An animated movie built around Mexico's Day of the Dead and a story in which ruthless ambition and murder play pivotal roles? At first blush, such a movie seems like something that might have sprung from the imagination of director Tim Burton, no stranger to blending macabre touches into animated fare.
Not to worry. Disney/Pixar's Coco, which includes what might have been darkly hued ingredients, plants its feet firmly in a colorful world that serves as a backdrop for the movie's foray into Mexican culture. The Day of the Dead (Dia de Los Muertos) may be one of Coco's key events, but the movie puts its emphasis on family ties that extend through generations and, ultimately, serve as a source of strength for the living.
Guess what? The whole thing more or less works. Coco, Disney's holiday offering from Pixar, makes for an engaging entry into the canon of vividly realized Pixar animated features. To say that Coco bursts with visual diversity and color understates the case.
The story centers on Miguel (voice by Anthony Gonzalez), a boy who wants to follow in the footsteps of his hero, a recently deceased but enormously popular singer named Ernesto de la Cruz (voice by Benjamin Brett). De la Cruz became a singing sensation; young Miguel comes to believe that he's the great-great grandson of the venerable de la Cruz.
The problem: Miguel's family has gone into the shoemaking business and has forbidden all musical activity lest such frivolity upset Mama Coco, the shriveled family matriarch who gives the film its title. An explanation of the family's anti-musical stance would require spoilers. All I'll say is that the screenplay provides one.
According to the movie, the Day of the Dead marks the occasion on which the spirits of departed ancestors are supposed to return to mingle with their still-living loved ones. A series of plot machinations involving a trip to a local cemetery finds Miguel headed in the opposite direction.
Instead of awaiting the visits of the departed, he visits them in the Land of the Dead.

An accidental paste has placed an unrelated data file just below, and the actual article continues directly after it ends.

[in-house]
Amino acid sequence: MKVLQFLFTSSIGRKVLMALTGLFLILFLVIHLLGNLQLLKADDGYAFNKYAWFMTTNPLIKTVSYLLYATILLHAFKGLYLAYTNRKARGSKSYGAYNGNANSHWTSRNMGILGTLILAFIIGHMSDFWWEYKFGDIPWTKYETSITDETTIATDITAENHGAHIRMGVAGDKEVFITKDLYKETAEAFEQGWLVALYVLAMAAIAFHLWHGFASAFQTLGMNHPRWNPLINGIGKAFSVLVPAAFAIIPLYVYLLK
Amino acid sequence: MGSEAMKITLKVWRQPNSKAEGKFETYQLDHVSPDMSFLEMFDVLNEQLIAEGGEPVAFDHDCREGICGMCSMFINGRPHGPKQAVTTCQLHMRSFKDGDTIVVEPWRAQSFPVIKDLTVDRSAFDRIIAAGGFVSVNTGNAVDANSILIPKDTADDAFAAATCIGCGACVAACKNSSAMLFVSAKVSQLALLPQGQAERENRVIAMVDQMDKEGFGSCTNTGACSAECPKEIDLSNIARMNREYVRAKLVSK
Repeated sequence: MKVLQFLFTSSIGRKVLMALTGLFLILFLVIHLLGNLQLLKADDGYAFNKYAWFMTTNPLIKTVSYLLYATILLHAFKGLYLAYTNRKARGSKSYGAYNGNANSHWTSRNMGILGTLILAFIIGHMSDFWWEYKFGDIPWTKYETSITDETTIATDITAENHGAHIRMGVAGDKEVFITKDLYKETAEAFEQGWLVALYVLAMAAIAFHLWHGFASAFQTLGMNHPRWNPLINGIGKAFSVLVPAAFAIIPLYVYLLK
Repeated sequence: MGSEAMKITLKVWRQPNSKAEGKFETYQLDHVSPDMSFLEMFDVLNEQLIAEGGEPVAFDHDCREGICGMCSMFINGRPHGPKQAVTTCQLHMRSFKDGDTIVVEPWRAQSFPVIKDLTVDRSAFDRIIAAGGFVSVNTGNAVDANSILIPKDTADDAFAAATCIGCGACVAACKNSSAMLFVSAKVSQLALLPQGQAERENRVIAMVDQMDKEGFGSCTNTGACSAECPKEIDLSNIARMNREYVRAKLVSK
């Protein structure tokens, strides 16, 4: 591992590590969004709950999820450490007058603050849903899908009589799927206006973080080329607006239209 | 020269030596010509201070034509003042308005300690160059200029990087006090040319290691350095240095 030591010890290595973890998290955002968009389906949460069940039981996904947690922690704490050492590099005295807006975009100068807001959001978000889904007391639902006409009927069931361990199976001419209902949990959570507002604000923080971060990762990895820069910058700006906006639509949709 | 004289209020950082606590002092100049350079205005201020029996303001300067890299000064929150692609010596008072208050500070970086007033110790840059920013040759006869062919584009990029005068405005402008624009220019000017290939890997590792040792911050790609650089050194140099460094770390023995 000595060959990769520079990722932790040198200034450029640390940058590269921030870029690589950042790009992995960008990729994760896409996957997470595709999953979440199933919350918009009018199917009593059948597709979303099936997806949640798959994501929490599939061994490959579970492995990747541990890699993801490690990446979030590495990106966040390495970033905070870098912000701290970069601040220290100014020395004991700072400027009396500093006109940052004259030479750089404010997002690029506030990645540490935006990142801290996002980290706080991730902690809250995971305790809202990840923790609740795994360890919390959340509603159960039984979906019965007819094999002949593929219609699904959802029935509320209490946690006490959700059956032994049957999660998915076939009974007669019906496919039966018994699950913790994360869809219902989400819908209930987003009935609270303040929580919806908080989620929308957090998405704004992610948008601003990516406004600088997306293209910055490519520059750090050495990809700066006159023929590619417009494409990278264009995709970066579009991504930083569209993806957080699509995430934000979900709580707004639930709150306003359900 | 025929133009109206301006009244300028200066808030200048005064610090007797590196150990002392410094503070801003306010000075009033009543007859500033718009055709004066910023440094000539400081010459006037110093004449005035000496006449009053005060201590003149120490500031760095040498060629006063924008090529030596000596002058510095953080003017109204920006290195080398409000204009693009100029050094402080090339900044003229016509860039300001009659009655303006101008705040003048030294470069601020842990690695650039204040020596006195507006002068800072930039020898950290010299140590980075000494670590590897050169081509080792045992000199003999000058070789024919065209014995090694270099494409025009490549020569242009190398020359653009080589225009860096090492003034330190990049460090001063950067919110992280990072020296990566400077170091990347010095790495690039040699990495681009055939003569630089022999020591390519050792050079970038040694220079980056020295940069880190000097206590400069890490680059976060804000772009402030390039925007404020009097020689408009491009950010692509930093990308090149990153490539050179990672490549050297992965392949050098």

Much of Coco takes place in the Land of the Dead, a domain Disney treats as if it had been conceived as an addition to one of its theme parks, a fantastical world dominated by fully dressed skeletons, dazzlingly bright colors, vaulting towers, engaging characters, a busy transportation hub, and a villain who's more pompous than scary.
Miguel hopes his trip to the Land of the Dead will be productive: He wants to meet de la Cruz, receive the great singer's blessing and return home to pursue his musical dreams. But Miguel also meets Hector (voice by Gael Garcia Bernal), a tattered skeletal presence who's on the verge of being forgotten and who may have something to do with Miguel's quest.
Hector is that sorriest of souls. He'll be forgotten because there's no one to put his photo on a family shrine; he won't be able to cross the bridge that connects the living and the dead -- an arching display of marigold petals -- for a visit with his relatives. He'll vanish from his family's records, as if he never had lived.
I can't say exactly how kids will react to a story that makes room for jealousy, ego, and deceit, but I'm guessing that Coco's bright colors and Miguel's unflagging exuberance will stave off any bouts of kiddie fright and depression.
Besides, the skeletons in The Land of the Dead lean aren't immune from cartoonish behavior, coming apart and reconstituting when bones fly in different directions. These skeletons retain the personalities and relationships that they enjoyed in life. They're a lively bunch who give the lie to any notion that an afterlife might involve eternal rest.
Among the "dead" characters, Miguel finds his great-great grandmother (Alanna Noel Ubach). On the living side, we meet Miguel's grandmother (Renee Victor), a woman who serves as the family's enforcer, but who never fails to accompany discipline with robust expressions of love.
I've read that the filmmakers worked hard to incorporate authentic details of Mexican culture into the story and to sprinkle the dialogue with Spanish. Co-directed by Lee Unkrich and Adrian Molina, the movie also includes touches that anchor the story in the Land of Disney, notably a sidekick Xolo dog named Dante that accompanies Miguel on his adventures.
In Coco, Disney and Pixar realize a complex and visually dense world that contains music and musical numbers without being a musical.
The movie may encourage youngsters to ponder the perils of succumbing to the blinding light of celebrity and it shows -- in obviously literal fashion -- that there's much to be gained from honoring and remembering those who have gone before us. And, of course, there's the Disney value that transcends all cultures: pursuing a dream.